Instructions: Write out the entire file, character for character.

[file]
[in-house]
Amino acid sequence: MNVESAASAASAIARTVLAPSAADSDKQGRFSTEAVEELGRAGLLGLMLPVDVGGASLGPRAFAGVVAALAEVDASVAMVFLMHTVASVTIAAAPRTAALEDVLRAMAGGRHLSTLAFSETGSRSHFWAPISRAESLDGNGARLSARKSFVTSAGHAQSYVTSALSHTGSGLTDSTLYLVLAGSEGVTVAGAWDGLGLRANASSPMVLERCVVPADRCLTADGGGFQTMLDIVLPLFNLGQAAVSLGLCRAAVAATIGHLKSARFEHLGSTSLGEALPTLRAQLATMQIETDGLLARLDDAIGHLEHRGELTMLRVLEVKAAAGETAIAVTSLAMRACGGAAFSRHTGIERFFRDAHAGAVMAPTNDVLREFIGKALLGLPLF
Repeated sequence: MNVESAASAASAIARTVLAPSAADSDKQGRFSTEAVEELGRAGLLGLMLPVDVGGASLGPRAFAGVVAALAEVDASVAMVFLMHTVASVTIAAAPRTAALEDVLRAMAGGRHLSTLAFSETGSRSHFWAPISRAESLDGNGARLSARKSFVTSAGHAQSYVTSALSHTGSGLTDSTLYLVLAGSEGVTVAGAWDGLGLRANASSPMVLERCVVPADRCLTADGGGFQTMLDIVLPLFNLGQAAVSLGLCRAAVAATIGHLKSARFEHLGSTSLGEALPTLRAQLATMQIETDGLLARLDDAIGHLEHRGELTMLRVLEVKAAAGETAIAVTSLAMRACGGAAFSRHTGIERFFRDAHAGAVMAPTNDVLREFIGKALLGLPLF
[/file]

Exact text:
[in-house]
Amino acid sequence: MNVESAASAASAIARTVLAPSAADSDKQGRFSTEAVEELGRAGLLGLMLPVDVGGASLGPRAFAGVVAALAEVDASVAMVFLMHTVASVTIAAAPRTAALEDVLRAMAGGRHLSTLAFSETGSRSHFWAPISRAESLDGNGARLSARKSFVTSAGHAQSYVTSALSHTGSGLTDSTLYLVLAGSEGVTVAGAWDGLGLRANASSPMVLERCVVPADRCLTADGGGFQTMLDIVLPLFNLGQAAVSLGLCRAAVAATIGHLKSARFEHLGSTSLGEALPTLRAQLATMQIETDGLLARLDDAIGHLEHRGELTMLRVLEVKAAAGETAIAVTSLAMRACGGAAFSRHTGIERFFRDAHAGAVMAPTNDVLREFIGKALLGLPLF
Repeated sequence: MNVESAASAASAIARTVLAPSAADSDKQGRFSTEAVEELGRAGLLGLMLPVDVGGASLGPRAFAGVVAALAEVDASVAMVFLMHTVASVTIAAAPRTAALEDVLRAMAGGRHLSTLAFSETGSRSHFWAPISRAESLDGNGARLSARKSFVTSAGHAQSYVTSALSHTGSGLTDSTLYLVLAGSEGVTVAGAWDGLGLRANASSPMVLERCVVPADRCLTADGGGFQTMLDIVLPLFNLGQAAVSLGLCRAAVAATIGHLKSARFEHLGSTSLGEALPTLRAQLATMQIETDGLLARLDDAIGHLEHRGELTMLRVLEVKAAAGETAIAVTSLAMRACGGAAFSRHTGIERFFRDAHAGAVMAPTNDVLREFIGKALLGLPLF